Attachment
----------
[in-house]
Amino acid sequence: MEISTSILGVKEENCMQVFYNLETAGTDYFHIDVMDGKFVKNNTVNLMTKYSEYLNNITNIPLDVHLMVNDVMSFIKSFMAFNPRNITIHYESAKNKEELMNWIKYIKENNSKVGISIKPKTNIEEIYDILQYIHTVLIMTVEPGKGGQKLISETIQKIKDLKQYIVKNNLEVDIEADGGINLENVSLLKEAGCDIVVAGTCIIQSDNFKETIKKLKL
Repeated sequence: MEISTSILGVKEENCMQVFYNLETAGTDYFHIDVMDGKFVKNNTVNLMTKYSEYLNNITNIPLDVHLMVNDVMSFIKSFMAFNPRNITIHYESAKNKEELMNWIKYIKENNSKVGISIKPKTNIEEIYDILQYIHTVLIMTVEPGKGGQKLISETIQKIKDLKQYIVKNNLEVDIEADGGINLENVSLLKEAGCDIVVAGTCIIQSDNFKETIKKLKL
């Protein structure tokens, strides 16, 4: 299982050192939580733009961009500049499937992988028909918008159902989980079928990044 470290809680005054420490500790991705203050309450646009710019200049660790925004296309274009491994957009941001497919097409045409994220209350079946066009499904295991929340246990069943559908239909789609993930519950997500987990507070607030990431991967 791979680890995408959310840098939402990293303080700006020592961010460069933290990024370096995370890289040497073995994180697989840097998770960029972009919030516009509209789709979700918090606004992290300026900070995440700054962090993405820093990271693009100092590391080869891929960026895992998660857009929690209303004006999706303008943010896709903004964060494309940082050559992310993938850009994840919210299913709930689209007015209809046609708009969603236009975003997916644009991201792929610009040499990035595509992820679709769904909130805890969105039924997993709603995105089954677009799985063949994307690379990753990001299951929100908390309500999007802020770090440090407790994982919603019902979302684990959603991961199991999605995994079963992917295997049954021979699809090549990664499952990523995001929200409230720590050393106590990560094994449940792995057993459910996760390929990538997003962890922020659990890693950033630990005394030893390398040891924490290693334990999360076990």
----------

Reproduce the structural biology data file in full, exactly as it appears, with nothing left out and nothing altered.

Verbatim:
[in-house]
Amino acid sequence: MEISTSILGVKEENCMQVFYNLETAGTDYFHIDVMDGKFVKNNTVNLMTKYSEYLNNITNIPLDVHLMVNDVMSFIKSFMAFNPRNITIHYESAKNKEELMNWIKYIKENNSKVGISIKPKTNIEEIYDILQYIHTVLIMTVEPGKGGQKLISETIQKIKDLKQYIVKNNLEVDIEADGGINLENVSLLKEAGCDIVVAGTCIIQSDNFKETIKKLKL
Repeated sequence: MEISTSILGVKEENCMQVFYNLETAGTDYFHIDVMDGKFVKNNTVNLMTKYSEYLNNITNIPLDVHLMVNDVMSFIKSFMAFNPRNITIHYESAKNKEELMNWIKYIKENNSKVGISIKPKTNIEEIYDILQYIHTVLIMTVEPGKGGQKLISETIQKIKDLKQYIVKNNLEVDIEADGGINLENVSLLKEAGCDIVVAGTCIIQSDNFKETIKKLKL
């Protein structure tokens, strides 16, 4: 299982050192939580733009961009500049499937992988028909918008159902989980079928990044 470290809680005054420490500790991705203050309450646009710019200049660790925004296309274009491994957009941001497919097409045409994220209350079946066009499904295991929340246990069943559908239909789609993930519950997500987990507070607030990431991967 791979680890995408959310840098939402990293303080700006020592961010460069933290990024370096995370890289040497073995994180697989840097998770960029972009919030516009509209789709979700918090606004992290300026900070995440700054962090993405820093990271693009100092590391080869891929960026895992998660857009929690209303004006999706303008943010896709903004964060494309940082050559992310993938850009994840919210299913709930689209007015209809046609708009969603236009975003997916644009991201792929610009040499990035595509992820679709769904909130805890969105039924997993709603995105089954677009799985063949994307690379990753990001299951929100908390309500999007802020770090440090407790994982919603019902979302684990959603991961199991999605995994079963992917295997049954021979699809090549990664499952990523995001929200409230720590050393106590990560094994449940792995057993459910996760390929990538997003962890922020659990890693950033630990005394030893390398040891924490290693334990999360076990």